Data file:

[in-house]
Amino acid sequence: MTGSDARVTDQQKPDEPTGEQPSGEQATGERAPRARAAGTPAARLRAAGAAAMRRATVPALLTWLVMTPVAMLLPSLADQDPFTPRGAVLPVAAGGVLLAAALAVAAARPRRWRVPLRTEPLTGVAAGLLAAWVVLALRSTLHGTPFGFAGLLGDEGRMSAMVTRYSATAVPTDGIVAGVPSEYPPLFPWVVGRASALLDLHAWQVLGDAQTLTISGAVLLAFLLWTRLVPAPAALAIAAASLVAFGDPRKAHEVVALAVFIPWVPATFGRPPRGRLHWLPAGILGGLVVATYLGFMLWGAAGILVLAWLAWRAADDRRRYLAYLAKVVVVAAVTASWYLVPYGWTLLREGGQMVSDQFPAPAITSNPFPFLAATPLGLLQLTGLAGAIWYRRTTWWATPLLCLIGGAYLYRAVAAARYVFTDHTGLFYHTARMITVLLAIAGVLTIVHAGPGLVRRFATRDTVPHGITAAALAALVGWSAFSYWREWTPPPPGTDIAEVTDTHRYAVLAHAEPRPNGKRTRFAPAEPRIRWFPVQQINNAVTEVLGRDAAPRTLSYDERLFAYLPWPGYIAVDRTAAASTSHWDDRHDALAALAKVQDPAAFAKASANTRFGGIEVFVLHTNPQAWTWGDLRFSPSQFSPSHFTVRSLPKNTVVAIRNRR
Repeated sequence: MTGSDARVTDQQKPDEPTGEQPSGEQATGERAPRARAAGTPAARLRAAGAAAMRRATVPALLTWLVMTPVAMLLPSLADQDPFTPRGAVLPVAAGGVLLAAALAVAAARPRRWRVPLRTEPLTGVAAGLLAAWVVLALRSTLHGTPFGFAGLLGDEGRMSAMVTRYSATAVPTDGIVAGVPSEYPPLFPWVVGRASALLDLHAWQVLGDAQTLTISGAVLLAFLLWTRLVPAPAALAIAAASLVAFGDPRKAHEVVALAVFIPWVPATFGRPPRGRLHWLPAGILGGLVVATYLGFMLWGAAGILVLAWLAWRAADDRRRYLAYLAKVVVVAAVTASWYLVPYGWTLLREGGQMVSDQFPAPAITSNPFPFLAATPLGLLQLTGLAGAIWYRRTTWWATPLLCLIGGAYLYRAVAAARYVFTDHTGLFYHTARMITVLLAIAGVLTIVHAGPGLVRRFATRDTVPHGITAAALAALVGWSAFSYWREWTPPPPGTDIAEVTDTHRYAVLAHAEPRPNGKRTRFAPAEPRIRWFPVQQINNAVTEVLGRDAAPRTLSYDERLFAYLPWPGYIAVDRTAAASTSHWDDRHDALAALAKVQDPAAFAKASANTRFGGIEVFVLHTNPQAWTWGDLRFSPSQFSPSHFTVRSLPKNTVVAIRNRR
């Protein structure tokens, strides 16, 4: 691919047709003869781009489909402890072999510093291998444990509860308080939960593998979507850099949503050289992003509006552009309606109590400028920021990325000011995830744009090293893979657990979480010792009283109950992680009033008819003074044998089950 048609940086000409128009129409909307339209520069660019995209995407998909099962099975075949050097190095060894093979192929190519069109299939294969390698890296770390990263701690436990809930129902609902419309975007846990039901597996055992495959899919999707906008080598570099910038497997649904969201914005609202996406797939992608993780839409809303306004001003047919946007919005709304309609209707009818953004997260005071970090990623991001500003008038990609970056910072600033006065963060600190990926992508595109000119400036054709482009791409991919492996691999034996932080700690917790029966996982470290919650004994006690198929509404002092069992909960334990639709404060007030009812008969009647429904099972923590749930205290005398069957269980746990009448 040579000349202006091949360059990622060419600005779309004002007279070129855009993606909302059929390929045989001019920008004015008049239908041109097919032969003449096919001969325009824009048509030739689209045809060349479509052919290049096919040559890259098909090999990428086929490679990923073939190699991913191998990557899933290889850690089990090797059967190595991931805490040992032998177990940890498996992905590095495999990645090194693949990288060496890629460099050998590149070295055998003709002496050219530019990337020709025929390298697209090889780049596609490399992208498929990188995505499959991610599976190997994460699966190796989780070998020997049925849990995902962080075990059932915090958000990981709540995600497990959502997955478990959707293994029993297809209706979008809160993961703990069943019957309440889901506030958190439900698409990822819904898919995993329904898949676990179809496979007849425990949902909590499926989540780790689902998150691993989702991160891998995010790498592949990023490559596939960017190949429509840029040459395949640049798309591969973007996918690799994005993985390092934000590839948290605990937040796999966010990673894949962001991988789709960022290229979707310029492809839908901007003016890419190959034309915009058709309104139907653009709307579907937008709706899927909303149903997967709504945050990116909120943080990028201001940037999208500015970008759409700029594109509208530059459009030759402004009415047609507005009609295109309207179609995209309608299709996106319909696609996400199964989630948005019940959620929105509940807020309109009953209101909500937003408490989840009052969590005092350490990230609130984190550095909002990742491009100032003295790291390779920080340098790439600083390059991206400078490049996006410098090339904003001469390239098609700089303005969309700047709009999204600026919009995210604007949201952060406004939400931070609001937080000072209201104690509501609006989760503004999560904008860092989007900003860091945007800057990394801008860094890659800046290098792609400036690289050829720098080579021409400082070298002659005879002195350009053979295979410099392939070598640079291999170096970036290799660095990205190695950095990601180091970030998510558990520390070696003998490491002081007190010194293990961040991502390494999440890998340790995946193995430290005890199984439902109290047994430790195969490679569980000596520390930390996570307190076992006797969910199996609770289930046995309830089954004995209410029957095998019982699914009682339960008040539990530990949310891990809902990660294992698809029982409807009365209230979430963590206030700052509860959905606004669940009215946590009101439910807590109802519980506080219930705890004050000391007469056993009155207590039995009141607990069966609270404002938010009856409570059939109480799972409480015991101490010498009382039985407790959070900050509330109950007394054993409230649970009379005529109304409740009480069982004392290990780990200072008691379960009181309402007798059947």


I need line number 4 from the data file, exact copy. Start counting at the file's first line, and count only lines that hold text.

């Protein structure tokens, strides 16, 4: 691919047709003869781009489909402890072999510093291998444990509860308080939960593998979507850099949503050289992003509006552009309606109590400028920021990325000011995830744009090293893979657990979480010792009283109950992680009033008819003074044998089950 048609940086000409128009129409909307339209520069660019995209995407998909099962099975075949050097190095060894093979192929190519069109299939294969390698890296770390990263701690436990809930129902609902419309975007846990039901597996055992495959899919999707906008080598570099910038497997649904969201914005609202996406797939992608993780839409809303306004001003047919946007919005709304309609209707009818953004997260005071970090990623991001500003008038990609970056910072600033006065963060600190990926992508595109000119400036054709482009791409991919492996691999034996932080700690917790029966996982470290919650004994006690198929509404002092069992909960334990639709404060007030009812008969009647429904099972923590749930205290005398069957269980746990009448 040579000349202006091949360059990622060419600005779309004002007279070129855009993606909302059929390929045989001019920008004015008049239908041109097919032969003449096919001969325009824009048509030739689209045809060349479509052919290049096919040559890259098909090999990428086929490679990923073939190699991913191998990557899933290889850690089990090797059967190595991931805490040992032998177990940890498996992905590095495999990645090194693949990288060496890629460099050998590149070295055998003709002496050219530019990337020709025929390298697209090889780049596609490399992208498929990188995505499959991610599976190997994460699966190796989780070998020997049925849990995902962080075990059932915090958000990981709540995600497990959502997955478990959707293994029993297809209706979008809160993961703990069943019957309440889901506030958190439900698409990822819904898919995993329904898949676990179809496979007849425990949902909590499926989540780790689902998150691993989702991160891998995010790498592949990023490559596939960017190949429509840029040459395949640049798309591969973007996918690799994005993985390092934000590839948290605990937040796999966010990673894949962001991988789709960022290229979707310029492809839908901007003016890419190959034309915009058709309104139907653009709307579907937008709706899927909303149903997967709504945050990116909120943080990028201001940037999208500015970008759409700029594109509208530059459009030759402004009415047609507005009609295109309207179609995209309608299709996106319909696609996400199964989630948005019940959620929105509940807020309109009953209101909500937003408490989840009052969590005092350490990230609130984190550095909002990742491009100032003295790291390779920080340098790439600083390059991206400078490049996006410098090339904003001469390239098609700089303005969309700047709009999204600026919009995210604007949201952060406004939400931070609001937080000072209201104690509501609006989760503004999560904008860092989007900003860091945007800057990394801008860094890659800046290098792609400036690289050829720098080579021409400082070298002659005879002195350009053979295979410099392939070598640079291999170096970036290799660095990205190695950095990601180091970030998510558990520390070696003998490491002081007190010194293990961040991502390494999440890998340790995946193995430290005890199984439902109290047994430790195969490679569980000596520390930390996570307190076992006797969910199996609770289930046995309830089954004995209410029957095998019982699914009682339960008040539990530990949310891990809902990660294992698809029982409807009365209230979430963590206030700052509860959905606004669940009215946590009101439910807590109802519980506080219930705890004050000391007469056993009155207590039995009141607990069966609270404002938010009856409570059939109480799972409480015991101490010498009382039985407790959070900050509330109950007394054993409230649970009379005529109304409740009480069982004392290990780990200072008691379960009181309402007798059947």